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San Francisco Bay Shipping Lanes Narrowed to Protect Whales

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The existing shipping lanes (shown in grey on the left) are now narrowed (as seen on the right). The blue areas show areas where blue whales are found. (Image: Andrea Dransfield SFSU data from ACCESS a partnership between NOAA & PRBO)

The existing shipping lanes (shown in grey on the left) are now narrowed (as seen on the right). The blue areas show where humpback whales are commonly found. (Image: Andrea Dransfield SFSU with data from ACCESS – NOAA & PRBO)

Cargo ships coming into San Francisco Bay must now follow new, narrower shipping lanes as they approach the Golden Gate. The change is designed to protect whales off the coast, as increasing numbers have been struck and killed by large ships.

“The problem is getting worse and that’s to be expected,” said John Calambokidis, a biologist with the Cascadia Research Collective who has tracked whale strikes. “The ships are getting larger, more numerous and faster.”

According to federal scientists, at least 20 whales have been killed and 10 whales have been injured or possibly killed off the California coast since 1988. But many believe most whale strikes go undetected.

Blue whales are commonly seen feeding offshore in the summer. (Image: Jason Isley/Scubazoo)

Blue whales are commonly seen feeding offshore in the summer. (Image: Jason Isley/Scubazoo)

“Most ships that come in with a whale wrapped around their bow are often unaware of it,” said Calambokidis. “We suspect many of these strikes are unknown to these larger ships, with most of the whales not being discovered or sinking.”

The cold waters outside of San Francisco Bay provide a rich feeding ground for humpback and blue whales. Gray whales are often seen close to shore as they migrate through in the winter and spring. “We’re particularly concerned about blue whales not only because of the number of ship strikes, but also because blue whales have not been showing recovery off the West Coast,” Calambokidis said.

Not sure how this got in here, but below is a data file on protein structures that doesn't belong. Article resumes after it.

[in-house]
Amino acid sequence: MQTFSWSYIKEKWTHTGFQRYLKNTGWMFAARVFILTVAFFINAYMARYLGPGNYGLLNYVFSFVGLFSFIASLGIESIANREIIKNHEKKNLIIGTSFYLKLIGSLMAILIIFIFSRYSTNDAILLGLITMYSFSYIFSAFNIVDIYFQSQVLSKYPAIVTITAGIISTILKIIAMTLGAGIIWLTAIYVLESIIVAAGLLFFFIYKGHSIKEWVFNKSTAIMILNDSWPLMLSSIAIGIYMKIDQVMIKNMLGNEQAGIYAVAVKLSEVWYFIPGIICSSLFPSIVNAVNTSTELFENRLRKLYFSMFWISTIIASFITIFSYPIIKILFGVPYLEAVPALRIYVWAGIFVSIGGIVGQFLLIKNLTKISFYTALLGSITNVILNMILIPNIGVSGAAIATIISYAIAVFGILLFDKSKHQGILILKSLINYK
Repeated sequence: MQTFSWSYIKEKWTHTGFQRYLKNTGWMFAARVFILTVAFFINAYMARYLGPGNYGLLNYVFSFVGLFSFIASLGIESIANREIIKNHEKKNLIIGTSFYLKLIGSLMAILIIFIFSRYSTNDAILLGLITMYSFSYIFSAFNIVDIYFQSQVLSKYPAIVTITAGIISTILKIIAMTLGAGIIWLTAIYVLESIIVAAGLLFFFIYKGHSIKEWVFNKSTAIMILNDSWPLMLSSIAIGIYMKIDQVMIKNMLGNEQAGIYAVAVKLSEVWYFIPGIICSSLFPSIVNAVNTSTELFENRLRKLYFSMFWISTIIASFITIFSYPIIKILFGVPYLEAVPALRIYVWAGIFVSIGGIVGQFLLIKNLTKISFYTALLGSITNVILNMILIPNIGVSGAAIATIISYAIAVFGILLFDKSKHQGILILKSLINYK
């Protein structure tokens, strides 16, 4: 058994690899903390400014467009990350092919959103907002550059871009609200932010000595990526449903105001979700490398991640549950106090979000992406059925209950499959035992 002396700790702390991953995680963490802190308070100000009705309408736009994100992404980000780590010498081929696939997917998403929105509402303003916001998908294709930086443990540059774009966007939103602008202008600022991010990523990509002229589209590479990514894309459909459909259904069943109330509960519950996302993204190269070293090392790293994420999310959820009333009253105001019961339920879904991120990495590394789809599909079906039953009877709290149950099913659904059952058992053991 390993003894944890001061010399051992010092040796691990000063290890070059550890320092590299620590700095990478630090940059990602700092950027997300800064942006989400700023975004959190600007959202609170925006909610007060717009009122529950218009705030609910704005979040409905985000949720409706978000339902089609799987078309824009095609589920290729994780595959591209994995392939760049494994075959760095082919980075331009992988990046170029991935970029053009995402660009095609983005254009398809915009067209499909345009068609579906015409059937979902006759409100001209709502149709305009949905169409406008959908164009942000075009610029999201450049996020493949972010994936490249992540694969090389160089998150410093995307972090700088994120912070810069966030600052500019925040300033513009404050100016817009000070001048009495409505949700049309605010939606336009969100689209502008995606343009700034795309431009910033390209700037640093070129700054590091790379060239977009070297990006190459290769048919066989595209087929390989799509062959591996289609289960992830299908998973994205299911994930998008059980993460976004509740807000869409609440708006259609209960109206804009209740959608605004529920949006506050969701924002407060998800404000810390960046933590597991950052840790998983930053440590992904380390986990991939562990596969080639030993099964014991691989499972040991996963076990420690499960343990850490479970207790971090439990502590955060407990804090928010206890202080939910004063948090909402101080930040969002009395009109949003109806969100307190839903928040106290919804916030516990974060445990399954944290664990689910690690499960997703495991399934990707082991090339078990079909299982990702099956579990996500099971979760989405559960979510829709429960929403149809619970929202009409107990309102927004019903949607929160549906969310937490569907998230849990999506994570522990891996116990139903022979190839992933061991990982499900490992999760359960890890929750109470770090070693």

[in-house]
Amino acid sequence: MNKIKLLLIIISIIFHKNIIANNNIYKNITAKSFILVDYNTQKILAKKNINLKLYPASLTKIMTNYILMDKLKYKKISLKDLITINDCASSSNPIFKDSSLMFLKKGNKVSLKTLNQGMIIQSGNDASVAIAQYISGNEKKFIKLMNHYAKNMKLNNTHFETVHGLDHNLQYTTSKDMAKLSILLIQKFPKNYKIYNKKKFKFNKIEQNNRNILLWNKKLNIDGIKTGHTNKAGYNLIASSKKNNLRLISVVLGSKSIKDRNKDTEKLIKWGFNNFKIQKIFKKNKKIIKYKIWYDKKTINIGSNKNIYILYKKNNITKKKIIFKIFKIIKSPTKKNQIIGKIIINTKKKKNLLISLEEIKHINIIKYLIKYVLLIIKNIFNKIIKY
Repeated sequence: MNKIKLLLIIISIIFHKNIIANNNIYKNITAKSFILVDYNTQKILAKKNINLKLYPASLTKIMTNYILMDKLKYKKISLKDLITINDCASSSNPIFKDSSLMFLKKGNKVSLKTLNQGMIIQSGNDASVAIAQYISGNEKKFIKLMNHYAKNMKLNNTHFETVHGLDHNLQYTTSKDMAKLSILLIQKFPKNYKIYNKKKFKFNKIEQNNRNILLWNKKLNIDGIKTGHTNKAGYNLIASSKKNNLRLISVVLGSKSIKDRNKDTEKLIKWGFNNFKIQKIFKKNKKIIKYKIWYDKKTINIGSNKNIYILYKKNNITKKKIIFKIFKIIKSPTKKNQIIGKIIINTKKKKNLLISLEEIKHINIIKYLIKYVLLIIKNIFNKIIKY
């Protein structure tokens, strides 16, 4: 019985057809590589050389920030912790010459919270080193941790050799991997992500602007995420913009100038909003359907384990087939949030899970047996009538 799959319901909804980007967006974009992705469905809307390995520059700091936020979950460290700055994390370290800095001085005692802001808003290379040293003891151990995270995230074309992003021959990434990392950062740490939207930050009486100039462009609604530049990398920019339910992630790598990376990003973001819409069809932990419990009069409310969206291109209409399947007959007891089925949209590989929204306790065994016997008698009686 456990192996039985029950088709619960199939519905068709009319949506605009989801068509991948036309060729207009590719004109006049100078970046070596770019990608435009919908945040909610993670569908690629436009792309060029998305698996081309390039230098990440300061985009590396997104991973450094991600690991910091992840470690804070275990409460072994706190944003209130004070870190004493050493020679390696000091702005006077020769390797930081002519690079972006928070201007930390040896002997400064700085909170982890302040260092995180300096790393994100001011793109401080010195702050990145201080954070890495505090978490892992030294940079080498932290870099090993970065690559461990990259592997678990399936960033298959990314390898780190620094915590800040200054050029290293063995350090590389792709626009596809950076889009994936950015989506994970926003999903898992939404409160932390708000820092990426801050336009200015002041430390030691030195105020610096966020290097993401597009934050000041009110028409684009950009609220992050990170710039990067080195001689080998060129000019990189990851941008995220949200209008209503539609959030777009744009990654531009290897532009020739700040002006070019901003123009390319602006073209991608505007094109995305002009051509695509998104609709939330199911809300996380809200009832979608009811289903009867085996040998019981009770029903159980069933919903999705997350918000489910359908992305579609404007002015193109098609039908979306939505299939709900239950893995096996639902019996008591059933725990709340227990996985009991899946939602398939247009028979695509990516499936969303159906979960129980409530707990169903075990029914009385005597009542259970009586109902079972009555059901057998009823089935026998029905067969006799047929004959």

The new rules extend the three main shipping lanes to San Francisco Bay, so ships are funneled into smaller zones as they approach shore.

“It might add a slight amount of time and cost to the ship transit but we still think they’re good choices to make,” says John Berge with the Pacific Merchant Shipping Association. “Nobody on a ship wants to hit anything, least of all a whale, just as nobody driving down a highway wants to hit anything.”

“I would really call them modest,” said Calambokidis. “While I think they represent progress, we also have to recognize that they were the easiest first steps. This might reduce the incidence of ships strikes in the tens of percent, but they won’t eliminate it.”

Dynamically Changing Shipping Lanes with Help From Citizen Science

While the new changes are year-round, federal official with NOAA and the Coast Guard are also hoping to create dynamically changing shipping lanes, based on real-time whale tracking.

Cargo ships use three primary lanes approaching San Francisco Bay. (Image: Michael Thompson/NOAA)

Cargo ships use three primary lanes approaching San Francisco Bay. (Image: Michael Thompson/NOAA)

These “dynamic management areas” would go into effect when whales are spotted in a shipping lane. A temporary speed limit would go into effect, slowing ships down and encouraging them to use the other approaches to the Bay.

To gather whale-tracking data, the federal marine sanctuaries off the coast are teaming up with non-profits to create a citizen science app called “Spotter,” available soon online. They’re asking whale watching boats, recreational boats, commercial fishermen and members of the public to report when they spot whales offshore. The data will feed into WhaleAware.org, managed by PRBO Conservation Science.

“We’re testing this first year to see if we get enough data,” says Michael Carver of Cordell Bank National Marine Sanctuary. NOAA scientists are also training cargo ship crews to use the app. “It’s really in their best interest,” Carver says. “It’s a temporary speed limit, but not a permanent reduction.”

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About the Author ()

Lauren is a radio reporter covering environment, water, and energy for KQED Science. As part of her day job, she has scaled Sierra Nevada peaks, run from charging elephant seals, and desperately tried to get her sea legs - all in pursuit of good radio. Her work has appeared on Marketplace, Living on Earth, and NPR's Morning Edition and All Things Considered. You can find her on Twitter at @lesommer.